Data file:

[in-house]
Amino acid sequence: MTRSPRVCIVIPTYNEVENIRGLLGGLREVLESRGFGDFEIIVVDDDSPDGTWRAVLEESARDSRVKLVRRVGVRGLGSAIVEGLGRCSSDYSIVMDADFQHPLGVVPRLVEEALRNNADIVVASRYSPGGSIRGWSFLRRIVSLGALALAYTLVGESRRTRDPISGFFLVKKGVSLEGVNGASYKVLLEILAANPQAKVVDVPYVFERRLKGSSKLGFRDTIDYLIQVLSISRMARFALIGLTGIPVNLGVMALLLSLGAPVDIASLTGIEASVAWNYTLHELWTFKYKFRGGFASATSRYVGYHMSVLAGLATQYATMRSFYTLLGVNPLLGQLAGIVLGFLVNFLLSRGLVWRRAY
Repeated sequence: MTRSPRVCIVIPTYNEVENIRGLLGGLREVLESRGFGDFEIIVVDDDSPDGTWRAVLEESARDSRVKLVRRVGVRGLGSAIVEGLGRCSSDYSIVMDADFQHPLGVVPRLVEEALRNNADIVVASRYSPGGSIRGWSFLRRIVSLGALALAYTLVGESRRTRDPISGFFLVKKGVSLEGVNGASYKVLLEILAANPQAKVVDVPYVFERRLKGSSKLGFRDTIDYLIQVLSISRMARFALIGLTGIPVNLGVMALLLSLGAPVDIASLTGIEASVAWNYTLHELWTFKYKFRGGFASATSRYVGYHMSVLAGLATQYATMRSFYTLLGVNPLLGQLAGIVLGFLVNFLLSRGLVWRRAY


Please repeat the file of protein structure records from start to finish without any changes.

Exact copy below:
[in-house]
Amino acid sequence: MTRSPRVCIVIPTYNEVENIRGLLGGLREVLESRGFGDFEIIVVDDDSPDGTWRAVLEESARDSRVKLVRRVGVRGLGSAIVEGLGRCSSDYSIVMDADFQHPLGVVPRLVEEALRNNADIVVASRYSPGGSIRGWSFLRRIVSLGALALAYTLVGESRRTRDPISGFFLVKKGVSLEGVNGASYKVLLEILAANPQAKVVDVPYVFERRLKGSSKLGFRDTIDYLIQVLSISRMARFALIGLTGIPVNLGVMALLLSLGAPVDIASLTGIEASVAWNYTLHELWTFKYKFRGGFASATSRYVGYHMSVLAGLATQYATMRSFYTLLGVNPLLGQLAGIVLGFLVNFLLSRGLVWRRAY
Repeated sequence: MTRSPRVCIVIPTYNEVENIRGLLGGLREVLESRGFGDFEIIVVDDDSPDGTWRAVLEESARDSRVKLVRRVGVRGLGSAIVEGLGRCSSDYSIVMDADFQHPLGVVPRLVEEALRNNADIVVASRYSPGGSIRGWSFLRRIVSLGALALAYTLVGESRRTRDPISGFFLVKKGVSLEGVNGASYKVLLEILAANPQAKVVDVPYVFERRLKGSSKLGFRDTIDYLIQVLSISRMARFALIGLTGIPVNLGVMALLLSLGAPVDIASLTGIEASVAWNYTLHELWTFKYKFRGGFASATSRYVGYHMSVLAGLATQYATMRSFYTLLGVNPLLGQLAGIVLGFLVNFLLSRGLVWRRAY